Afterwards, we walked up and down loads of canals, chatting and oohing and ahhing and talking about how we should probably just drop everything and move here now, and eventually decided to stop for some coffee (coconut cappuccino, please!) and cake at an adorable little place called Lavinia.
Feet rested, we went to check out some cute little shops we’d seen along the way, and then got in the queue for the Anne Frank House. We knew this wouldn’t be quick (think we waited about an hour and a half to get in), but were so glad we persevered – despite the grim subject, the museum is one of the best I’ve ever been to. All the tourists were so respectful, the audio guide is impeccable, and the tour lasts the perfect amount of time to be interesting but informative. It’s a really moving experience and definitely one I’d recommend, especially for those who have read Anne Frank’s diary. This is one thing I would put on your top priority list even if you – like Dann from The Dreampacker – only have a very limited time to see the city.
When dinner time came around, we spent a long time wandering to try to find somewhere affordable with something warm and filling to eat to compensate for the million miles we’d walked. We eventually settled on a place near where we were staying: a little hipster place called H. Burger. The burgers were pretty delicious, but they don’t have an alcohol license so we had to settle for a ginger beer instead of a glass of wine (probably best for the wallet though, knowing Amsterdam…).
Next morning, and Eggs Benedict was calling. We found it in a place near our Airbnb, yet another cute little café: this one was called Radijs and was pleasingly full of locals, with not a tourist in sight. Obviously the Hollandaise sauce was to die for – Holland, duh!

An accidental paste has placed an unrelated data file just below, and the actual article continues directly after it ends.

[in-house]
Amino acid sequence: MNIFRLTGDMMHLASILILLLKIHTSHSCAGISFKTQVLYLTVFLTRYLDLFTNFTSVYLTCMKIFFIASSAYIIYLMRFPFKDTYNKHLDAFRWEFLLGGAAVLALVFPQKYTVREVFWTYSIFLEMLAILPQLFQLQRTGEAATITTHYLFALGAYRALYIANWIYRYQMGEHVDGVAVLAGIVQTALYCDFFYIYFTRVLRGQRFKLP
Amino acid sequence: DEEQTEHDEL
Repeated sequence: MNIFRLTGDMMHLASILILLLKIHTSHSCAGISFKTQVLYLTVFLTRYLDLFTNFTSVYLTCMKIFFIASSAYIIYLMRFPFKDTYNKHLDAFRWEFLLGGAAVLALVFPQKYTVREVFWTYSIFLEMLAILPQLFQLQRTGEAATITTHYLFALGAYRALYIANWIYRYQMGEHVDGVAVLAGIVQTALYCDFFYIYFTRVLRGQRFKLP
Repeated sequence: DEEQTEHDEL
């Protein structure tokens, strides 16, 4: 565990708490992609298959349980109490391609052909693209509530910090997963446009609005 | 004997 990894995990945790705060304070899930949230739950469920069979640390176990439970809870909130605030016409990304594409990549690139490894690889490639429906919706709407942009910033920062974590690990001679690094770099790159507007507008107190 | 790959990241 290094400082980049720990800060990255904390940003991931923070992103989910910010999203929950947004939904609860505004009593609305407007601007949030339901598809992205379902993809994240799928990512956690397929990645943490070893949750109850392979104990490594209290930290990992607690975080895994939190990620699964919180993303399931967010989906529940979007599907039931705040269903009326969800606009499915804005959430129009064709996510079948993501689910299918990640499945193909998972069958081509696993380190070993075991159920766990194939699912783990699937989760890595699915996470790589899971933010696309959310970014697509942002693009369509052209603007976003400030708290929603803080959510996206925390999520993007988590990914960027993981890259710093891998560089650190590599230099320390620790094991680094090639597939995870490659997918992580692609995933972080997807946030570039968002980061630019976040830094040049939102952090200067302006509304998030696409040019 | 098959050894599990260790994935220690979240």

A spot of drizzle didn’t dampen our spirits, and we walked some more around the Jordaan area which Clare was yet to see, before heading down to the little port behind the station to catch a ferry to “Amsterdam Noord”. We’d heard this was an up and coming cool area, but must’ve just picked the wrong time to arrive. Once we got off the boat, we had absolutely no idea where to go so just wandered towards some warehouses, where we found the NDSM, which is supposed to always be full of cool happenings, but which actually seemed more like an exhibition centre under construction. It was abbbsolutely freezing, so we popped into a nearby café and enjoyed some delicious baked goods (I had my first sausage roll in about 12 years, and it was worth the wait!) before giving up and getting the ferry back to the centre.
Culture over, it was time for beer. We walked all the way down to Brouwerij ‘t IG, a.k.a. the windmill with a brewery inside it. I am not a beer lover – I actually hardly touch the stuff – but happily drank a few glasses here because it was really, really, good (and by “good” I mean that they’ve made some of it so fruity and delicious that you don’t even really realise you’re drinking beer at all).
Again, we spent a long time catching up and telling stories and being silly before meandering back to the centre, stopping for a delicious dinner of hummus and assorted Middle-Eastern treats at a place I sadly don’t remember the name of on the way. We had a little night time walk and went to bed early (featuring hours of chatting even after lights out – once boarding school girls, always boarding school girls!) as I was up at the crack of dawn for my flight back to Turin, while lucky Clare had half a day more to explore.
I will admit to downloading a “Learn Dutch” book on the free Airport WiFi, because sooner or later, I really wouldn’t mind ending up in the Netherlands for a little longer than a weekend…